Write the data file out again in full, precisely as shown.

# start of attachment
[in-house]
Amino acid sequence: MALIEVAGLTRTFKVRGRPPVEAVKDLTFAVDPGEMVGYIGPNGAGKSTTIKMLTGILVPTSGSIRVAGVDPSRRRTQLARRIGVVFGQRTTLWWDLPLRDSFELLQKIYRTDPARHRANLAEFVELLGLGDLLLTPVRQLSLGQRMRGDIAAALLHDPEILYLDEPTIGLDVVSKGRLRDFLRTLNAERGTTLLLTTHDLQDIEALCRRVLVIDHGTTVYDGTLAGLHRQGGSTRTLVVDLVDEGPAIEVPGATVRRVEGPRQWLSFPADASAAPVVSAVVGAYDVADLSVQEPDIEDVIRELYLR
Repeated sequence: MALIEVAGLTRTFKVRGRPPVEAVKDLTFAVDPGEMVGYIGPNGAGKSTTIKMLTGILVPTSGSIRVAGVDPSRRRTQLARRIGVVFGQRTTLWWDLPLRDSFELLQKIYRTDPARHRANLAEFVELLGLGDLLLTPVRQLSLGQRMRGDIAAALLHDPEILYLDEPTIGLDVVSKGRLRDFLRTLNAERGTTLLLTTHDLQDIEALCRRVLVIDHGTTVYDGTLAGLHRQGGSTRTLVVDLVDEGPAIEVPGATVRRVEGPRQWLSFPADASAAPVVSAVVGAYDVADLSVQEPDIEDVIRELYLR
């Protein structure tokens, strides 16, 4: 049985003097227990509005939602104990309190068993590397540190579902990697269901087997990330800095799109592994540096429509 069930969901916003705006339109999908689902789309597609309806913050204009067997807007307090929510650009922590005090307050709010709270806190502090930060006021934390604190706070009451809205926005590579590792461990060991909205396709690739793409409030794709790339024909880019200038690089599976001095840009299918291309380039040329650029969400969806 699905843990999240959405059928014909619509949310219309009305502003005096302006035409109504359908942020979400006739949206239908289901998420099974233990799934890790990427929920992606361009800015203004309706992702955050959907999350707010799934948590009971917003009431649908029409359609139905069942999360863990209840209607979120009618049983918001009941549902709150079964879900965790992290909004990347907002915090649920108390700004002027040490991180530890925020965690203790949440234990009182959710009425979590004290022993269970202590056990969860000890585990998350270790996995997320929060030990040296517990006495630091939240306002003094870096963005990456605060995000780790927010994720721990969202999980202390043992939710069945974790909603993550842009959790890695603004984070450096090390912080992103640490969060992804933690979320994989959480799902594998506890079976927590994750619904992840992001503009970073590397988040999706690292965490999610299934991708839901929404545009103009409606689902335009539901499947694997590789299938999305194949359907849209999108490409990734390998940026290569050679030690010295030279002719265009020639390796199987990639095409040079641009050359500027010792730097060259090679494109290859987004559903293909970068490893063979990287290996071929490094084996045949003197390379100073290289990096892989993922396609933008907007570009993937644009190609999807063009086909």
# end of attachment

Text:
[in-house]
Amino acid sequence: MALIEVAGLTRTFKVRGRPPVEAVKDLTFAVDPGEMVGYIGPNGAGKSTTIKMLTGILVPTSGSIRVAGVDPSRRRTQLARRIGVVFGQRTTLWWDLPLRDSFELLQKIYRTDPARHRANLAEFVELLGLGDLLLTPVRQLSLGQRMRGDIAAALLHDPEILYLDEPTIGLDVVSKGRLRDFLRTLNAERGTTLLLTTHDLQDIEALCRRVLVIDHGTTVYDGTLAGLHRQGGSTRTLVVDLVDEGPAIEVPGATVRRVEGPRQWLSFPADASAAPVVSAVVGAYDVADLSVQEPDIEDVIRELYLR
Repeated sequence: MALIEVAGLTRTFKVRGRPPVEAVKDLTFAVDPGEMVGYIGPNGAGKSTTIKMLTGILVPTSGSIRVAGVDPSRRRTQLARRIGVVFGQRTTLWWDLPLRDSFELLQKIYRTDPARHRANLAEFVELLGLGDLLLTPVRQLSLGQRMRGDIAAALLHDPEILYLDEPTIGLDVVSKGRLRDFLRTLNAERGTTLLLTTHDLQDIEALCRRVLVIDHGTTVYDGTLAGLHRQGGSTRTLVVDLVDEGPAIEVPGATVRRVEGPRQWLSFPADASAAPVVSAVVGAYDVADLSVQEPDIEDVIRELYLR
């Protein structure tokens, strides 16, 4: 049985003097227990509005939602104990309190068993590397540190579902990697269901087997990330800095799109592994540096429509 069930969901916003705006339109999908689902789309597609309806913050204009067997807007307090929510650009922590005090307050709010709270806190502090930060006021934390604190706070009451809205926005590579590792461990060991909205396709690739793409409030794709790339024909880019200038690089599976001095840009299918291309380039040329650029969400969806 699905843990999240959405059928014909619509949310219309009305502003005096302006035409109504359908942020979400006739949206239908289901998420099974233990799934890790990427929920992606361009800015203004309706992702955050959907999350707010799934948590009971917003009431649908029409359609139905069942999360863990209840209607979120009618049983918001009941549902709150079964879900965790992290909004990347907002915090649920108390700004002027040490991180530890925020965690203790949440234990009182959710009425979590004290022993269970202590056990969860000890585990998350270790996995997320929060030990040296517990006495630091939240306002003094870096963005990456605060995000780790927010994720721990969202999980202390043992939710069945974790909603993550842009959790890695603004984070450096090390912080992103640490969060992804933690979320994989959480799902594998506890079976927590994750619904992840992001503009970073590397988040999706690292965490999610299934991708839901929404545009103009409606689902335009539901499947694997590789299938999305194949359907849209999108490409990734390998940026290569050679030690010295030279002719265009020639390796199987990639095409040079641009050359500027010792730097060259090679494109290859987004559903293909970068490893063979990287290996071929490094084996045949003197390379100073290289990096892989993922396609933008907007570009993937644009190609999807063009086909």